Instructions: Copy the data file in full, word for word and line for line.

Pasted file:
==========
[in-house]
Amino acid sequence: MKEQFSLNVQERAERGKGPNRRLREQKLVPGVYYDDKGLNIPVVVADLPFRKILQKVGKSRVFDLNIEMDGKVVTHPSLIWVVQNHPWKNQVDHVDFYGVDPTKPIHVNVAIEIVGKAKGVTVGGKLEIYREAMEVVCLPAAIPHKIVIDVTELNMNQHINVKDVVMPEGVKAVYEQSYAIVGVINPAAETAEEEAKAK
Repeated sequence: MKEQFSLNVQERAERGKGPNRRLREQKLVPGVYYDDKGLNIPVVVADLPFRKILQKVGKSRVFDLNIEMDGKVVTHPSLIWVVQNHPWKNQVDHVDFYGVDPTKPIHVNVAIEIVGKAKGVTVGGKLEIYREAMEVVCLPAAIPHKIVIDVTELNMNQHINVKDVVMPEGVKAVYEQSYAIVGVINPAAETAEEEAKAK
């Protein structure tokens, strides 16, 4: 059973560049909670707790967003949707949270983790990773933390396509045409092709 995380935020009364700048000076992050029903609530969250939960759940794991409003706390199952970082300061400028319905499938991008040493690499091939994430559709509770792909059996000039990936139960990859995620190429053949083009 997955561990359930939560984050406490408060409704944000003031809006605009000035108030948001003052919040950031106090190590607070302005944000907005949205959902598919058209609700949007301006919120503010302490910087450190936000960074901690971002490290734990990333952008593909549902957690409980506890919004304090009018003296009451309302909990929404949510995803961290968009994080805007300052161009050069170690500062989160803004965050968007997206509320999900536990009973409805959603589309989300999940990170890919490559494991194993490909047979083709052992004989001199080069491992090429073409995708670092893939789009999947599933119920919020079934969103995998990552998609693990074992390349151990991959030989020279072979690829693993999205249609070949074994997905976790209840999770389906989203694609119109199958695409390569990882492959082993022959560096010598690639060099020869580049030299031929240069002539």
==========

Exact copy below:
[in-house]
Amino acid sequence: MKEQFSLNVQERAERGKGPNRRLREQKLVPGVYYDDKGLNIPVVVADLPFRKILQKVGKSRVFDLNIEMDGKVVTHPSLIWVVQNHPWKNQVDHVDFYGVDPTKPIHVNVAIEIVGKAKGVTVGGKLEIYREAMEVVCLPAAIPHKIVIDVTELNMNQHINVKDVVMPEGVKAVYEQSYAIVGVINPAAETAEEEAKAK
Repeated sequence: MKEQFSLNVQERAERGKGPNRRLREQKLVPGVYYDDKGLNIPVVVADLPFRKILQKVGKSRVFDLNIEMDGKVVTHPSLIWVVQNHPWKNQVDHVDFYGVDPTKPIHVNVAIEIVGKAKGVTVGGKLEIYREAMEVVCLPAAIPHKIVIDVTELNMNQHINVKDVVMPEGVKAVYEQSYAIVGVINPAAETAEEEAKAK
């Protein structure tokens, strides 16, 4: 059973560049909670707790967003949707949270983790990773933390396509045409092709 995380935020009364700048000076992050029903609530969250939960759940794991409003706390199952970082300061400028319905499938991008040493690499091939994430559709509770792909059996000039990936139960990859995620190429053949083009 997955561990359930939560984050406490408060409704944000003031809006605009000035108030948001003052919040950031106090190590607070302005944000907005949205959902598919058209609700949007301006919120503010302490910087450190936000960074901690971002490290734990990333952008593909549902957690409980506890919004304090009018003296009451309302909990929404949510995803961290968009994080805007300052161009050069170690500062989160803004965050968007997206509320999900536990009973409805959603589309989300999940990170890919490559494991194993490909047979083709052992004989001199080069491992090429073409995708670092893939789009999947599933119920919020079934969103995998990552998609693990074992390349151990991959030989020279072979690829693993999205249609070949074994997905976790209840999770389906989203694609119109199958695409390569990882492959082993022959560096010598690639060099020869580049030299031929240069002539």